In Thailand, the Return of the Leatherbacks
The nationwide coronavirus lockdown may be helping boost the numbers of endangered turtles.
PHUKET, THAILAND — Noppadol Ninlaboot recalls the day when, taking his customary pre-dawn jog along the beach near his home, he came across a rare leatherback turtle crawling across the sand to lay its eggs. The last time anyone reported seeing a live leatherback in Phuket was eight years ago, says the longtime resident of the largest island in Thailand.
“At first I thought I was going to take the eggs back and eat them,” Noppadol says.
As tourists gathered around, Noppadol realized he needed to take a different course of action. He phoned a former village official and was advised not to take the eggs. Meanwhile, the turtle proceeded to dig a hole in the sand and laid her eggs – 111 in all.
Leatherbacks are among one of seven species of sea turtles listed as either vulnerable or endangered, and the leatherback is one of the most threatened in Thailand. On the island of Phuket, a popular international tourist destination in southern Thailand, the turtles are threatened primarily because of illegal trade, fisheries bycatch, coastal development and the impact of global warming, which can damage habitats and even alter the sex ratios of the animals.
But the fortunes of Thailand’s leatherback turtles may be changing, and the global coronavirus pandemic could be playing a role. National park officials say they have found the highest number of leatherback turtle nests in the country in decades – 11 nests, dating back to November. The decline of the country’s lucrative tourism industry, including a ban on international flights and the closure of some beaches amid the COVID-19 pandemic, may be encouraging more turtles to come ashore and lay their eggs, conservation officials say.
Patrols Search and Guard Turtle Eggs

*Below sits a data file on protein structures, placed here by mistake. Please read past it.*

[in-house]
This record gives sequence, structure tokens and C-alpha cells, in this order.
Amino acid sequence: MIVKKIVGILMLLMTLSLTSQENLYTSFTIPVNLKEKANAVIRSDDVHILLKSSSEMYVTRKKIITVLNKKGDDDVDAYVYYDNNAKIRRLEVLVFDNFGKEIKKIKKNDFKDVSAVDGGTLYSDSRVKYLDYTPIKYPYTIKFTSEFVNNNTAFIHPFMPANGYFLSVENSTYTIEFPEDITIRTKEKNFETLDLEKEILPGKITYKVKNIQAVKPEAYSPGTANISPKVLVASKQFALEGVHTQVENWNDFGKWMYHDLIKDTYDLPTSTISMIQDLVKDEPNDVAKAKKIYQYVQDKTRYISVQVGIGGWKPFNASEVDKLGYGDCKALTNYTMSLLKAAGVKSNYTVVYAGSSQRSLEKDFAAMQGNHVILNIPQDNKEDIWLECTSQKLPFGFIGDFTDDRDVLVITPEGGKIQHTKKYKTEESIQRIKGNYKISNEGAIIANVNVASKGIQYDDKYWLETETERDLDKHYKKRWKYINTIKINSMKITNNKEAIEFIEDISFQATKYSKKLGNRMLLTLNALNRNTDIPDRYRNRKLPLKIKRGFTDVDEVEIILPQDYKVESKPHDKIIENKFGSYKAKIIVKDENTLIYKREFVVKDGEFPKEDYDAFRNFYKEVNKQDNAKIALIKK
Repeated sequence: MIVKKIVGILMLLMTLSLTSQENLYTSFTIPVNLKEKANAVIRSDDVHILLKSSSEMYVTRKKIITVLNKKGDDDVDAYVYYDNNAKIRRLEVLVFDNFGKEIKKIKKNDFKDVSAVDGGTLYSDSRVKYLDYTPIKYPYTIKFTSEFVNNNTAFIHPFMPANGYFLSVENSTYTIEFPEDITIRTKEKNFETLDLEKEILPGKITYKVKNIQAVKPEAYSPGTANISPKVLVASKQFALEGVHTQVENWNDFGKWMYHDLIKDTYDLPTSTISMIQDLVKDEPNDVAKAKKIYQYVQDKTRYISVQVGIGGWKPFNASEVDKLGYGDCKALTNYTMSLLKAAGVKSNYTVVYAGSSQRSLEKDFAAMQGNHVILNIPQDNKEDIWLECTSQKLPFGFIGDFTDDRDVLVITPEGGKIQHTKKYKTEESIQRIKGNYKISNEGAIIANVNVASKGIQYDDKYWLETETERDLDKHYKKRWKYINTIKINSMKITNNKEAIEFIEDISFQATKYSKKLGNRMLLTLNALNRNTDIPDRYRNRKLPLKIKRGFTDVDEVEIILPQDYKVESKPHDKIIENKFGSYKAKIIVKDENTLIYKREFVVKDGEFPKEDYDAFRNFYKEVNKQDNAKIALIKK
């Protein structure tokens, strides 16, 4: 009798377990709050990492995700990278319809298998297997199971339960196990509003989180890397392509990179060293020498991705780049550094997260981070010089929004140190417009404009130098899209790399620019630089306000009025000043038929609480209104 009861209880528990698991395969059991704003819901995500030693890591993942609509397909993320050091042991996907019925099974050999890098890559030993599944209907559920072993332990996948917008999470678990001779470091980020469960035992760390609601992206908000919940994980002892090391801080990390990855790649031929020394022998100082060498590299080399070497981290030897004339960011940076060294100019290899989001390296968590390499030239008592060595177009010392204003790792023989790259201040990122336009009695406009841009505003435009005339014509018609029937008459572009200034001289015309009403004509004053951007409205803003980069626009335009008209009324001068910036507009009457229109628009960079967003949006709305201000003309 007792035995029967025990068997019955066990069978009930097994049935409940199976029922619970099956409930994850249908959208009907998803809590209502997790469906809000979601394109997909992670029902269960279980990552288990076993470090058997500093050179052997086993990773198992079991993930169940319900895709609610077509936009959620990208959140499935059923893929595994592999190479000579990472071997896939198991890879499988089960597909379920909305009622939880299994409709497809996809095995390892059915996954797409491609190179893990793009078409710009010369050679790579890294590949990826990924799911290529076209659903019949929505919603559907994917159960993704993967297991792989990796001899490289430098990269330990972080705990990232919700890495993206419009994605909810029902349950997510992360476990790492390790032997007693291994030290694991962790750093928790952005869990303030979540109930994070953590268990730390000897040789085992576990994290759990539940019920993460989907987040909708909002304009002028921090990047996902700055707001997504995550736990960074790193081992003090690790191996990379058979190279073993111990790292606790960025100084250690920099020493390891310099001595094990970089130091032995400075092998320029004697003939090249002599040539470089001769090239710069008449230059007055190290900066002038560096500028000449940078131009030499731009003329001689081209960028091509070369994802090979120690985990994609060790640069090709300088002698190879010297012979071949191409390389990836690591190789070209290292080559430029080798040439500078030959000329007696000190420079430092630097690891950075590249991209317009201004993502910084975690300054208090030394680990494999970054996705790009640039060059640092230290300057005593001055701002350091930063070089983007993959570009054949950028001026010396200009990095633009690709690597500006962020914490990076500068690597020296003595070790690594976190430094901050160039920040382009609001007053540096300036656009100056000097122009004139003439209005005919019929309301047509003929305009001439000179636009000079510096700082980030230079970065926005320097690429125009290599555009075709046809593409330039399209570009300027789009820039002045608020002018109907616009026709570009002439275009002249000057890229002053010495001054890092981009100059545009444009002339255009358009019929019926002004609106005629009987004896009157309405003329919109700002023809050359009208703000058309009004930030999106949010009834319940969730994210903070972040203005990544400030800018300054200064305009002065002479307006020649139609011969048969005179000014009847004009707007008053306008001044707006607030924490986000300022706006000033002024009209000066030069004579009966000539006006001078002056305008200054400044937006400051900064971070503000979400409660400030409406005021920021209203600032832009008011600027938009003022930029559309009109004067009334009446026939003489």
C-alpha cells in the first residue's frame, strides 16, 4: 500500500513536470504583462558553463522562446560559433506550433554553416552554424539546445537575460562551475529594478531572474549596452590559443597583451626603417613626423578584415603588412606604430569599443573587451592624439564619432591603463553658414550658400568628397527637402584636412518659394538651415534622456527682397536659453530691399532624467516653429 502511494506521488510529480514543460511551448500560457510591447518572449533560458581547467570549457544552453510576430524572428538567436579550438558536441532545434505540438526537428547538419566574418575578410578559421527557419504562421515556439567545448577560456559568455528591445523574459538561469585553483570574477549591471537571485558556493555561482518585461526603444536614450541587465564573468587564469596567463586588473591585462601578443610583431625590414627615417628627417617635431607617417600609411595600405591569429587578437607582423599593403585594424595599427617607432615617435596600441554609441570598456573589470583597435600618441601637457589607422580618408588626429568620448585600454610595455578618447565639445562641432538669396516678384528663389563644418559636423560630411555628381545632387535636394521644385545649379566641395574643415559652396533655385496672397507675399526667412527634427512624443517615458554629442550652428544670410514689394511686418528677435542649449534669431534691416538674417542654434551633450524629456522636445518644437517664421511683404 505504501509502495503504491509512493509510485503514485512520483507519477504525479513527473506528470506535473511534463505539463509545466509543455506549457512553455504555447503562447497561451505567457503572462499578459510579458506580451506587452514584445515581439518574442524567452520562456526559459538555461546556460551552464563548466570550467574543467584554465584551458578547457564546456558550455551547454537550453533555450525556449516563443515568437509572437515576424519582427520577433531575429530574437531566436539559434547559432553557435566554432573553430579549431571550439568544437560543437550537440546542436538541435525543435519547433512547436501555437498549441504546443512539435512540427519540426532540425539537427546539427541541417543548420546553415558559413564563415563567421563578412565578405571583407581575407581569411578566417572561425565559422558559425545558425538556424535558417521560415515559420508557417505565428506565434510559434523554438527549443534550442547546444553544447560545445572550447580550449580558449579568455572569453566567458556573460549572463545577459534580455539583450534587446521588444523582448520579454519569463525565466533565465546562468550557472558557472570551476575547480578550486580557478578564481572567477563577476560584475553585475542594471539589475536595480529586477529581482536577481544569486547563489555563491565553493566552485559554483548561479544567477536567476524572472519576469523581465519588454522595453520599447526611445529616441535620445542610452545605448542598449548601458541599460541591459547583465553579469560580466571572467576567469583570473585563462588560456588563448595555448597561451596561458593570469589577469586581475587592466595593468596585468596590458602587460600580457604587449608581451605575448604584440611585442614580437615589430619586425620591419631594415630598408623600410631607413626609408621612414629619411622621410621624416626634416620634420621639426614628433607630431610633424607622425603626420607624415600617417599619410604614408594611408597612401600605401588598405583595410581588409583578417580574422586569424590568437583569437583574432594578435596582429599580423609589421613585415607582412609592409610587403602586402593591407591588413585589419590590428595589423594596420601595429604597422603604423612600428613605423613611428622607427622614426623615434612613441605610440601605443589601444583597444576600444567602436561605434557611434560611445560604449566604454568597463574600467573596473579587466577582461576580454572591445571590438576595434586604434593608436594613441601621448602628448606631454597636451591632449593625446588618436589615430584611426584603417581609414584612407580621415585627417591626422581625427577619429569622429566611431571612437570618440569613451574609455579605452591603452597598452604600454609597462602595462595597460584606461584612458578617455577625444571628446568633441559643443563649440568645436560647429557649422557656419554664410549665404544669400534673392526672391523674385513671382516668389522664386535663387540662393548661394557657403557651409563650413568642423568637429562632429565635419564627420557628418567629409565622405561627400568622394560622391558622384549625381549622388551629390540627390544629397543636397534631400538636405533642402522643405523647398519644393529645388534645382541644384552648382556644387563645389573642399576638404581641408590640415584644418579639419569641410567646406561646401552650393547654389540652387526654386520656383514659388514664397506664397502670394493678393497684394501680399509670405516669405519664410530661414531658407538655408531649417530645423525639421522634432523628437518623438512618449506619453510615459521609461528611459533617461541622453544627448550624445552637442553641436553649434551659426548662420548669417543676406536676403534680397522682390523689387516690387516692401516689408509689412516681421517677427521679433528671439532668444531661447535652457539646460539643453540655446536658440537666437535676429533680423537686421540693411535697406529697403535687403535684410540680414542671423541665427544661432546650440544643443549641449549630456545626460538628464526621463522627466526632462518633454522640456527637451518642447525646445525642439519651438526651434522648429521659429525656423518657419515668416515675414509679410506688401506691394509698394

To address the population decline in leatherbacks, the Department of National Parks, Wildlife and Plant Conservation (DNP) has set up a reward system, offering people who report turtle sightings with a 20,000-baht ($615) reward. Noppadol did not know about the reward, or that he could have faced up to five years in prison or a 500,000-baht fine had he stolen the eggs.
Noppadol’s jogging buddy, Manop Tarueraksa, joined him that fateful morning. “I saw it (the turtle) crawl up, at around 5 a.m.,” Manop says, waving his arms to imitate the reptile. “It spun and spun and waded in the sand for 10-15 minutes to make its nest site.”
For almost an hour, the turtle dug in the sand. Finally, when the hole was big enough, she began laying her eggs. Once done, she covered up the pit with sand, using her bulk to pack the egg chamber and brushing it over with a final touch of fine sand. She then crawled back to the shore and swam out to sea, never to return to see her young hatch.
Around 7 a.m. that day, national park officers arrived to dig and carry away the eggs to Nai Yang Beach in front of Sirinat National Park, about 4 1/2 miles from Nai Thon Beach, where the turtle had laid her eggs.
At their new home, the eggs are now surrounded by two layers of fencing to protect them from getting flooded by high tides or crushed by tourists. Their mother is long gone, but eight officers sit nearby, guarding the eggs for the next two months until they hatch and the newborns run off to the open ocean to begin a new life.
Throughout those months, six surveillance cameras are fed to a livestream – showing the static scene of plain sand — to the Thai public. Officers now patrol the beach, sometimes up to three shifts a night, on the lookout for the return of the mother turtle, since leatherbacks tend to return to lay their next batch of eggs two or three more times.